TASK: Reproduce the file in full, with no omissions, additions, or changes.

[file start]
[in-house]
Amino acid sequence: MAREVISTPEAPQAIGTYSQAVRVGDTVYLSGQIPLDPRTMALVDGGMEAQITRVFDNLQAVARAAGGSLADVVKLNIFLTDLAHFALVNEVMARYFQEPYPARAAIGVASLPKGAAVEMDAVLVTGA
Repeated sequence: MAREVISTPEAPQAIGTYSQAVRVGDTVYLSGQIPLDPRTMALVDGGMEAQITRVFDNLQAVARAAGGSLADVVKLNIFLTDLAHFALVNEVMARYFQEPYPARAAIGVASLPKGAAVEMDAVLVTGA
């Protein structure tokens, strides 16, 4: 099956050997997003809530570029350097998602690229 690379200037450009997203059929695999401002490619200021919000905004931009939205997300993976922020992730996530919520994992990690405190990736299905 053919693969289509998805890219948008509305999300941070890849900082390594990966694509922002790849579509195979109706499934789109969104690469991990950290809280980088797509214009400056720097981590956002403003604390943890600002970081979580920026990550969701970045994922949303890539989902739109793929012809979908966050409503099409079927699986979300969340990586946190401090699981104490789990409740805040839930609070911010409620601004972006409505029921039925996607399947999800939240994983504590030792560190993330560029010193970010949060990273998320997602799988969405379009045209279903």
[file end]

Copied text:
[in-house]
Amino acid sequence: MAREVISTPEAPQAIGTYSQAVRVGDTVYLSGQIPLDPRTMALVDGGMEAQITRVFDNLQAVARAAGGSLADVVKLNIFLTDLAHFALVNEVMARYFQEPYPARAAIGVASLPKGAAVEMDAVLVTGA
Repeated sequence: MAREVISTPEAPQAIGTYSQAVRVGDTVYLSGQIPLDPRTMALVDGGMEAQITRVFDNLQAVARAAGGSLADVVKLNIFLTDLAHFALVNEVMARYFQEPYPARAAIGVASLPKGAAVEMDAVLVTGA
């Protein structure tokens, strides 16, 4: 099956050997997003809530570029350097998602690229 690379200037450009997203059929695999401002490619200021919000905004931009939205997300993976922020992730996530919520994992990690405190990736299905 053919693969289509998805890219948008509305999300941070890849900082390594990966694509922002790849579509195979109706499934789109969104690469991990950290809280980088797509214009400056720097981590956002403003604390943890600002970081979580920026990550969701970045994922949303890539989902739109793929012809979908966050409503099409079927699986979300969340990586946190401090699981104490789990409740805040839930609070911010409620601004972006409505029921039925996607399947999800939240994983504590030792560190993330560029010193970010949060990273998320997602799988969405379009045209279903």